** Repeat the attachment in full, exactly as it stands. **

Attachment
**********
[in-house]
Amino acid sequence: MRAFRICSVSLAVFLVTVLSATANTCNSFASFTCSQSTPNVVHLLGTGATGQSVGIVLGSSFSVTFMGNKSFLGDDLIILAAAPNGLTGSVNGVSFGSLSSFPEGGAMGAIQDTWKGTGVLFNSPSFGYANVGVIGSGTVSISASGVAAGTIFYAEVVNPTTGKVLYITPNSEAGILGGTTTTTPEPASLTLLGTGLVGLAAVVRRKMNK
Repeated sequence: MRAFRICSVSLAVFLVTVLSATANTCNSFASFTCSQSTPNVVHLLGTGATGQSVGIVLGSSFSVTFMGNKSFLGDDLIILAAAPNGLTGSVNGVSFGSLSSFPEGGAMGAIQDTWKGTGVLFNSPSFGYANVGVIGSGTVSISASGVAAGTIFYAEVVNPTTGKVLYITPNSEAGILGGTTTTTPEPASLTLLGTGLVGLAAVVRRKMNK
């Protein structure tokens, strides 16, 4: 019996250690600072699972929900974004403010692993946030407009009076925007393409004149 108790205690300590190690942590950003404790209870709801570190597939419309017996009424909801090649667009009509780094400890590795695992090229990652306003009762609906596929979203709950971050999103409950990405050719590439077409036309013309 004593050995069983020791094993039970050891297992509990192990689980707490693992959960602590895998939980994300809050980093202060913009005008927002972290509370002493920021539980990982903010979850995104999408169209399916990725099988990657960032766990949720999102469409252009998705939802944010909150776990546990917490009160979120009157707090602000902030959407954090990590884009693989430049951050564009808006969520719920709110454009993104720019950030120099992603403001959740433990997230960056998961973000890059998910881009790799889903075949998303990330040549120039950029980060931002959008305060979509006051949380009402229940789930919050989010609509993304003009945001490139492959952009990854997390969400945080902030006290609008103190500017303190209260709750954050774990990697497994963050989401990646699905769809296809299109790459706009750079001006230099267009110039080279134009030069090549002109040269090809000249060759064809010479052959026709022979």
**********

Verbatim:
[in-house]
Amino acid sequence: MRAFRICSVSLAVFLVTVLSATANTCNSFASFTCSQSTPNVVHLLGTGATGQSVGIVLGSSFSVTFMGNKSFLGDDLIILAAAPNGLTGSVNGVSFGSLSSFPEGGAMGAIQDTWKGTGVLFNSPSFGYANVGVIGSGTVSISASGVAAGTIFYAEVVNPTTGKVLYITPNSEAGILGGTTTTTPEPASLTLLGTGLVGLAAVVRRKMNK
Repeated sequence: MRAFRICSVSLAVFLVTVLSATANTCNSFASFTCSQSTPNVVHLLGTGATGQSVGIVLGSSFSVTFMGNKSFLGDDLIILAAAPNGLTGSVNGVSFGSLSSFPEGGAMGAIQDTWKGTGVLFNSPSFGYANVGVIGSGTVSISASGVAAGTIFYAEVVNPTTGKVLYITPNSEAGILGGTTTTTPEPASLTLLGTGLVGLAAVVRRKMNK
């Protein structure tokens, strides 16, 4: 019996250690600072699972929900974004403010692993946030407009009076925007393409004149 108790205690300590190690942590950003404790209870709801570190597939419309017996009424909801090649667009009509780094400890590795695992090229990652306003009762609906596929979203709950971050999103409950990405050719590439077409036309013309 004593050995069983020791094993039970050891297992509990192990689980707490693992959960602590895998939980994300809050980093202060913009005008927002972290509370002493920021539980990982903010979850995104999408169209399916990725099988990657960032766990949720999102469409252009998705939802944010909150776990546990917490009160979120009157707090602000902030959407954090990590884009693989430049951050564009808006969520719920709110454009993104720019950030120099992603403001959740433990997230960056998961973000890059998910881009790799889903075949998303990330040549120039950029980060931002959008305060979509006051949380009402229940789930919050989010609509993304003009945001490139492959952009990854997390969400945080902030006290609008103190500017303190209260709750954050774990990697497994963050989401990646699905769809296809299109790459706009750079001006230099267009110039080279134009030069090549002109040269090809000249060759064809010479052959026709022979």